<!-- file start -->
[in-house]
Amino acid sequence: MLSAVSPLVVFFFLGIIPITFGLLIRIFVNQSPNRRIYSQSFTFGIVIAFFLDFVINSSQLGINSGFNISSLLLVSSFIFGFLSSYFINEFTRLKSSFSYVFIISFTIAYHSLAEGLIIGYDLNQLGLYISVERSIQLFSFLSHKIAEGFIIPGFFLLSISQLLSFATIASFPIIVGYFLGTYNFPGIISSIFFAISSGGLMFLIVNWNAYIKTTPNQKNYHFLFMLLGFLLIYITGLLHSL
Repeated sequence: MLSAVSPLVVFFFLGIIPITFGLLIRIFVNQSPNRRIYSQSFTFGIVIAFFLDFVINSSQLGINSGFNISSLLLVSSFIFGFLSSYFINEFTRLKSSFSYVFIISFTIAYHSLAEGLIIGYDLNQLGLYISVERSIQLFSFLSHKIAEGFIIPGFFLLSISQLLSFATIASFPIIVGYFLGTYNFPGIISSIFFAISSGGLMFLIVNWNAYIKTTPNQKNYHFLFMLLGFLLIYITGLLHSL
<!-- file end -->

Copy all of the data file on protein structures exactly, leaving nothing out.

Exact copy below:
[in-house]
Amino acid sequence: MLSAVSPLVVFFFLGIIPITFGLLIRIFVNQSPNRRIYSQSFTFGIVIAFFLDFVINSSQLGINSGFNISSLLLVSSFIFGFLSSYFINEFTRLKSSFSYVFIISFTIAYHSLAEGLIIGYDLNQLGLYISVERSIQLFSFLSHKIAEGFIIPGFFLLSISQLLSFATIASFPIIVGYFLGTYNFPGIISSIFFAISSGGLMFLIVNWNAYIKTTPNQKNYHFLFMLLGFLLIYITGLLHSL
Repeated sequence: MLSAVSPLVVFFFLGIIPITFGLLIRIFVNQSPNRRIYSQSFTFGIVIAFFLDFVINSSQLGINSGFNISSLLLVSSFIFGFLSSYFINEFTRLKSSFSYVFIISFTIAYHSLAEGLIIGYDLNQLGLYISVERSIQLFSFLSHKIAEGFIIPGFFLLSISQLLSFATIASFPIIVGYFLGTYNFPGIISSIFFAISSGGLMFLIVNWNAYIKTTPNQKNYHFLFMLLGFLLIYITGLLHSL